Comment Period

Although under the rulemaking guidelines in Executive Order 12866, VA ordinarily provides a 60-day comment period, the Secretary has determined that there is good cause to limit the public comment period on this proposed rule to 30 days. VA does not expect to receive a large number of comments on this proposed rule, particularly comments that are negative or that oppose this rule, because this rule would increase the opportunity for veterans to obtain valuable insurance coverage that is needed to help ensure financial security for their families, while placing no additional burdens on veterans or their families. Lastly, VA believes that implementation of this regulation is particularly urgent because by extending the VGLI “no-health” eligibility period, it will enable some of the most disabled veterans to obtain insurance coverage when eligibility for commercial insurance is not possible due to their disabilities. The 30-day review and comment period will not result in any additional cost or cause any negative impacts on the program, but will make the extended “no-health” period available to disabled veterans sooner. Accordingly, the Secretary has determined that it is unnecessary, impracticable, and contrary to the public interest to provide for a longer comment period, and VA has provided that comments must be received within 30 days of publication in the Federal Register.

Unfunded Mandates

The Unfunded Mandates Reform Act of 1995 requires, at 2 U.S.C. 1532, that agencies prepare an assessment of anticipated costs and benefits before issuing any rule that may result in an expenditure by State, local, and tribal governments, in the aggregate, or by the private sector, of $100 million or more (adjusted annually for inflation) in any year. This proposed rule would have no such effect on State, local, and tribal governments or on the private sector.

Paperwork Reduction Act

This proposed rule contains no provisions constituting a collection of information under the Paperwork Reduction Act (44 U.S.C. 3501-3521).

Executive Orders 12866 and 13563

Executive Orders 12866 and 13563 direct agencies to assess the costs and benefits of available regulatory alternatives and, when regulation is necessary, to select regulatory approaches that maximize net benefits (including potential economic, environmental, public health and safety effects, and other advantages; distributive impacts; and equity). Executive Order 13563 (Improving Regulation and Regulatory Review) emphasizes the importance of quantifying both costs and benefits, reducing costs, harmonizing rules, and promoting flexibility. Executive Order 12866 (Regulatory Planning and Review) defines a “significant regulatory action,” which requires review by the Office of Management and Budget (OMB), as “any regulatory action that is likely to result in a rule that may: (1) Have an annual effect on the economy of $100 million or more or adversely affect in a material way the economy, a sector of the economy, productivity, competition, jobs, the environment, public health or safety, or State, local, or tribal governments or communities; (2) Create a serious inconsistency or otherwise interfere with an action taken or planned by another agency; (3) Materially alter the budgetary impact of entitlements, grants, user fees, or loan programs or the rights and obligations of recipients thereof; or (4) Raise novel legal or policy issues arising out of legal mandates, the President's priorities, or the principles set forth in this Executive Order.”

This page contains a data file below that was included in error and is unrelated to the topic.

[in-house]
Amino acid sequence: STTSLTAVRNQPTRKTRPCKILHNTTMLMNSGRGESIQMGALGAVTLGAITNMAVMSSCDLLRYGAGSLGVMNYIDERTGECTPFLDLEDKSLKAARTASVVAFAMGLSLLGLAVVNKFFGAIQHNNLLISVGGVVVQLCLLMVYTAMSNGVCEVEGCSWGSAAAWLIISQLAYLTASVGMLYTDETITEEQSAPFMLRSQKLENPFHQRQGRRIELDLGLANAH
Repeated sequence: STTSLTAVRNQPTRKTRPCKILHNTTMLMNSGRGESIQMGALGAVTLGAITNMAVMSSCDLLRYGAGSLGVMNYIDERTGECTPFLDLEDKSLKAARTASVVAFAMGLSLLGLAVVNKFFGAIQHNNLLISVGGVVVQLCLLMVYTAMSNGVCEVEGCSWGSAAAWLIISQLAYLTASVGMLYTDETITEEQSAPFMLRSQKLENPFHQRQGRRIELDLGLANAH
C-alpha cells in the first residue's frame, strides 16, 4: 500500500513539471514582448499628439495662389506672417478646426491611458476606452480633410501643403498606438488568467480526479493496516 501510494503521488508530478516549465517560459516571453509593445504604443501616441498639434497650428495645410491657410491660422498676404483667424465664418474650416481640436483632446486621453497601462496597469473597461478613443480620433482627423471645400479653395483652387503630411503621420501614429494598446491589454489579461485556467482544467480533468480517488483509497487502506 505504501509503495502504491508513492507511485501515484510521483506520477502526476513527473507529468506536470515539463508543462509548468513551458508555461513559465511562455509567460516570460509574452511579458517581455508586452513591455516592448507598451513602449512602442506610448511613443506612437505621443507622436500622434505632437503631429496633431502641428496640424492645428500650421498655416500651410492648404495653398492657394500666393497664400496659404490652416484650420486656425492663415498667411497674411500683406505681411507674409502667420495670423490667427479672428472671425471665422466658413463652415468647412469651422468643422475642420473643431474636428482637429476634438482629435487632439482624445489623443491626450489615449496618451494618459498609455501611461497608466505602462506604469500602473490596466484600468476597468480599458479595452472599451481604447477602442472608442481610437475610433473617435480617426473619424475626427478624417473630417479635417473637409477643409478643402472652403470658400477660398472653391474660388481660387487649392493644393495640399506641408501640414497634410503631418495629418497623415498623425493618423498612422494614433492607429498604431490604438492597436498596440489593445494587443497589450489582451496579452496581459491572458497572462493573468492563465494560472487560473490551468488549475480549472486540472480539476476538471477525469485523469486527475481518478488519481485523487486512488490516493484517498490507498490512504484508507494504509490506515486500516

The economic, interagency, budgetary, legal, and policy implications of this regulatory action have been examined and it has been determined not to be a significant regulatory action under Executive Order 12866.

Regulatory Flexibility Act

The Secretary of Veterans Affairs hereby certifies that this proposed rule would not have a significant economic impact on a substantial number of small entities as they are defined in the Regulatory Flexibility Act, 5 U.S.C. 601-612. This proposed rule would directly affect only individuals and will not directly affect any small entities. Therefore, pursuant to 5 U.S.C. 605(b), this proposed rule is exempt from the initial and final regulatory flexibility analysis requirements of sections 603 and 604.

Catalog of Federal Domestic Assistance Number and Title

The Catalog of Federal Domestic Assistance number and title for the program affected by this document is 64.103, Life Insurance for Veterans.

Signing Authority

The Secretary of Veterans Affairs, or designee, approved this document and authorized the undersigned to sign and submit the document to the Office of the Federal Register for publication electronically as an official document of the Department of Veterans Affairs. John R. Gingrich, Chief of Staff, Department of Veterans Affairs, approved this document on June 20, 2012, for publication.

List of Subjects in 38 CFR Part 9

Dated: June 20, 2012.

Robert C. McFetridge,

Director, Office of Regulation Policy and Management, Office of the General Counsel, Department of Veterans Affairs.

For the reasons stated in the preamble, the Department of Veterans Affairs proposes to amend 38 CFR part 9 as follows:

PART 9—SERVICEMEMBERS' GROUP LIFE INSURANCE AND VETERANS' GROUP LIFE INSURANCE

1. The authority citation for part 9 continues to read as follows:

Authority: 38 U.S.C. 501, 1965-1980A, unless otherwise noted.

2. Amend § 9.2 by:

a. Revising the authority citation at the end of paragraph (b).

b. Revising paragraph (c).

c. Adding an authority citation at the end of the section.

The revisions and addition read as follows:

Effective date; applications.
* * * * *

(b) * * *

(Authority: 38 U.S.C. 1977)

(c) If either an application or the initial premium has not been received by the administrative office within the time limits set forth above, Veterans' Group Life Insurance coverage may still be granted if an application, the initial premium, and evidence of insurability are received by the administrative office within 1 year and 120 days following termination of duty, except that evidence of insurability is not required during the initial 240 days following termination of duty.

* * * * *
(Authority: 38 U.S.C. 501, 1967, 1968, 1977)

[FR Doc. 2012-15420 Filed 6-22-12; 8:45 am]

BILLING CODE 8320-01-P